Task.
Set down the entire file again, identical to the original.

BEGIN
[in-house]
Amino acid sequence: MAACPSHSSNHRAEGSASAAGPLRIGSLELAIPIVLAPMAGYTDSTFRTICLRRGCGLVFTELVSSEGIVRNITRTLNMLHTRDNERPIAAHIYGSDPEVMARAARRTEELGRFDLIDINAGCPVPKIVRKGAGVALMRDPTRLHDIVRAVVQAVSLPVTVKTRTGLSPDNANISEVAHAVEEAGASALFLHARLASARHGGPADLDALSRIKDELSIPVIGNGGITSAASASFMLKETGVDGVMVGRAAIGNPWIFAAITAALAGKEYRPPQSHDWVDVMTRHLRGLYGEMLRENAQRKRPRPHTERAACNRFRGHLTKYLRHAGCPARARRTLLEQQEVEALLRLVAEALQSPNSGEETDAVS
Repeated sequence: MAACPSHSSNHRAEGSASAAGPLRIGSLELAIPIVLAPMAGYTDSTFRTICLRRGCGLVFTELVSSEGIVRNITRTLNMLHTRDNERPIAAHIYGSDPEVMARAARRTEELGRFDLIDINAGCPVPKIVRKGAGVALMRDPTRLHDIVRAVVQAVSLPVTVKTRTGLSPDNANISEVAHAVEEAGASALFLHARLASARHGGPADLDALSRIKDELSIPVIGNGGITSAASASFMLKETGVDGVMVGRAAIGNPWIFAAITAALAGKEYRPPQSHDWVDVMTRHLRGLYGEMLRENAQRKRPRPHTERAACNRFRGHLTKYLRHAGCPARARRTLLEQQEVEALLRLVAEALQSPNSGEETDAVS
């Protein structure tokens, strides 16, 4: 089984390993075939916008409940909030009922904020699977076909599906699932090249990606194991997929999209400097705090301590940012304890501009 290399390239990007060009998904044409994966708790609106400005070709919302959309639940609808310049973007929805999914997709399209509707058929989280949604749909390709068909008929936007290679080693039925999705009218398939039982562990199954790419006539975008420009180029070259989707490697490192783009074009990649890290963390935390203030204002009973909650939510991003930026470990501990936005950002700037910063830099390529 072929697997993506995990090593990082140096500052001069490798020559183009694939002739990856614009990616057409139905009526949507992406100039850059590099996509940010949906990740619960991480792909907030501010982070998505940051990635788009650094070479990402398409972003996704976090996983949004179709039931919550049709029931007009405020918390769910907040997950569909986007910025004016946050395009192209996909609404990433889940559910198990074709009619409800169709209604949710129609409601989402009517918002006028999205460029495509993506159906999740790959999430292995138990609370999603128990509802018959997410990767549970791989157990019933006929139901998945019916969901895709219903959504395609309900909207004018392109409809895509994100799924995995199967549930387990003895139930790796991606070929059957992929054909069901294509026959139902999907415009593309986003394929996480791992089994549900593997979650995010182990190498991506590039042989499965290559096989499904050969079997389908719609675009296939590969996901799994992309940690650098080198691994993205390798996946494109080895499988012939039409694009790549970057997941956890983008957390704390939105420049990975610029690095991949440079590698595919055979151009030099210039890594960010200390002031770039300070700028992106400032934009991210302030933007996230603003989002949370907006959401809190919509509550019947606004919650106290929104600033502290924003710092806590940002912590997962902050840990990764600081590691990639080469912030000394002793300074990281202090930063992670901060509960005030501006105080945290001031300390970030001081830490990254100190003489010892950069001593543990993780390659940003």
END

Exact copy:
[in-house]
Amino acid sequence: MAACPSHSSNHRAEGSASAAGPLRIGSLELAIPIVLAPMAGYTDSTFRTICLRRGCGLVFTELVSSEGIVRNITRTLNMLHTRDNERPIAAHIYGSDPEVMARAARRTEELGRFDLIDINAGCPVPKIVRKGAGVALMRDPTRLHDIVRAVVQAVSLPVTVKTRTGLSPDNANISEVAHAVEEAGASALFLHARLASARHGGPADLDALSRIKDELSIPVIGNGGITSAASASFMLKETGVDGVMVGRAAIGNPWIFAAITAALAGKEYRPPQSHDWVDVMTRHLRGLYGEMLRENAQRKRPRPHTERAACNRFRGHLTKYLRHAGCPARARRTLLEQQEVEALLRLVAEALQSPNSGEETDAVS
Repeated sequence: MAACPSHSSNHRAEGSASAAGPLRIGSLELAIPIVLAPMAGYTDSTFRTICLRRGCGLVFTELVSSEGIVRNITRTLNMLHTRDNERPIAAHIYGSDPEVMARAARRTEELGRFDLIDINAGCPVPKIVRKGAGVALMRDPTRLHDIVRAVVQAVSLPVTVKTRTGLSPDNANISEVAHAVEEAGASALFLHARLASARHGGPADLDALSRIKDELSIPVIGNGGITSAASASFMLKETGVDGVMVGRAAIGNPWIFAAITAALAGKEYRPPQSHDWVDVMTRHLRGLYGEMLRENAQRKRPRPHTERAACNRFRGHLTKYLRHAGCPARARRTLLEQQEVEALLRLVAEALQSPNSGEETDAVS
């Protein structure tokens, strides 16, 4: 089984390993075939916008409940909030009922904020699977076909599906699932090249990606194991997929999209400097705090301590940012304890501009 290399390239990007060009998904044409994966708790609106400005070709919302959309639940609808310049973007929805999914997709399209509707058929989280949604749909390709068909008929936007290679080693039925999705009218398939039982562990199954790419006539975008420009180029070259989707490697490192783009074009990649890290963390935390203030204002009973909650939510991003930026470990501990936005950002700037910063830099390529 072929697997993506995990090593990082140096500052001069490798020559183009694939002739990856614009990616057409139905009526949507992406100039850059590099996509940010949906990740619960991480792909907030501010982070998505940051990635788009650094070479990402398409972003996704976090996983949004179709039931919550049709029931007009405020918390769910907040997950569909986007910025004016946050395009192209996909609404990433889940559910198990074709009619409800169709209604949710129609409601989402009517918002006028999205460029495509993506159906999740790959999430292995138990609370999603128990509802018959997410990767549970791989157990019933006929139901998945019916969901895709219903959504395609309900909207004018392109409809895509994100799924995995199967549930387990003895139930790796991606070929059957992929054909069901294509026959139902999907415009593309986003394929996480791992089994549900593997979650995010182990190498991506590039042989499965290559096989499904050969079997389908719609675009296939590969996901799994992309940690650098080198691994993205390798996946494109080895499988012939039409694009790549970057997941956890983008957390704390939105420049990975610029690095991949440079590698595919055979151009030099210039890594960010200390002031770039300070700028992106400032934009991210302030933007996230603003989002949370907006959401809190919509509550019947606004919650106290929104600033502290924003710092806590940002912590997962902050840990990764600081590691990639080469912030000394002793300074990281202090930063992670901060509960005030501006105080945290001031300390970030001081830490990254100190003489010892950069001593543990993780390659940003």